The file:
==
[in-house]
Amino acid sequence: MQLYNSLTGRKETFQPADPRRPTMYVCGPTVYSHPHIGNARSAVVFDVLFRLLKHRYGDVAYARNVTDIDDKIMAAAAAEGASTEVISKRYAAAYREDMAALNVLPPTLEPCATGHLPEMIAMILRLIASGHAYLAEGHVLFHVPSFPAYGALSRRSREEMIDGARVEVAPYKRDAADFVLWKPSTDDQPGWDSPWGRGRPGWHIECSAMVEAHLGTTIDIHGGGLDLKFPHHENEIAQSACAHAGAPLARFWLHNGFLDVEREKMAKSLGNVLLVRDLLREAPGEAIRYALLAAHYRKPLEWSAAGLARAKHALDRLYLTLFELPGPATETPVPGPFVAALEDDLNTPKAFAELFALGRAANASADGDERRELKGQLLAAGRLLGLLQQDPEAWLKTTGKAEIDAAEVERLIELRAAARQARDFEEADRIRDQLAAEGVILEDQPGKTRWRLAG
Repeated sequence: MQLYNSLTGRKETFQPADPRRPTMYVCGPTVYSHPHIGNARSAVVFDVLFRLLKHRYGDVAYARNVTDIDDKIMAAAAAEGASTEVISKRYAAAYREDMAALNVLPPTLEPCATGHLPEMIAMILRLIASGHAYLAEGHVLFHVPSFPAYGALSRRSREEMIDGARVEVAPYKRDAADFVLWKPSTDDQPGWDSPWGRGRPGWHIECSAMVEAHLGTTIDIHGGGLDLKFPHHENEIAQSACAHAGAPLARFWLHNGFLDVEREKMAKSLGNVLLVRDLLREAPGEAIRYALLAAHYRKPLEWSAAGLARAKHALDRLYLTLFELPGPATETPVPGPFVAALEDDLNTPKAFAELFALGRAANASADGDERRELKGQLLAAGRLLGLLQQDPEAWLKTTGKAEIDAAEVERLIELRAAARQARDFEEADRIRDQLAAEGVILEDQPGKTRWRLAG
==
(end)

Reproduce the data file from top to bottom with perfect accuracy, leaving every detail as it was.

[in-house]
Amino acid sequence: MQLYNSLTGRKETFQPADPRRPTMYVCGPTVYSHPHIGNARSAVVFDVLFRLLKHRYGDVAYARNVTDIDDKIMAAAAAEGASTEVISKRYAAAYREDMAALNVLPPTLEPCATGHLPEMIAMILRLIASGHAYLAEGHVLFHVPSFPAYGALSRRSREEMIDGARVEVAPYKRDAADFVLWKPSTDDQPGWDSPWGRGRPGWHIECSAMVEAHLGTTIDIHGGGLDLKFPHHENEIAQSACAHAGAPLARFWLHNGFLDVEREKMAKSLGNVLLVRDLLREAPGEAIRYALLAAHYRKPLEWSAAGLARAKHALDRLYLTLFELPGPATETPVPGPFVAALEDDLNTPKAFAELFALGRAANASADGDERRELKGQLLAAGRLLGLLQQDPEAWLKTTGKAEIDAAEVERLIELRAAARQARDFEEADRIRDQLAAEGVILEDQPGKTRWRLAG
Repeated sequence: MQLYNSLTGRKETFQPADPRRPTMYVCGPTVYSHPHIGNARSAVVFDVLFRLLKHRYGDVAYARNVTDIDDKIMAAAAAEGASTEVISKRYAAAYREDMAALNVLPPTLEPCATGHLPEMIAMILRLIASGHAYLAEGHVLFHVPSFPAYGALSRRSREEMIDGARVEVAPYKRDAADFVLWKPSTDDQPGWDSPWGRGRPGWHIECSAMVEAHLGTTIDIHGGGLDLKFPHHENEIAQSACAHAGAPLARFWLHNGFLDVEREKMAKSLGNVLLVRDLLREAPGEAIRYALLAAHYRKPLEWSAAGLARAKHALDRLYLTLFELPGPATETPVPGPFVAALEDDLNTPKAFAELFALGRAANASADGDERRELKGQLLAAGRLLGLLQQDPEAWLKTTGKAEIDAAEVERLIELRAAARQARDFEEADRIRDQLAAEGVILEDQPGKTRWRLAG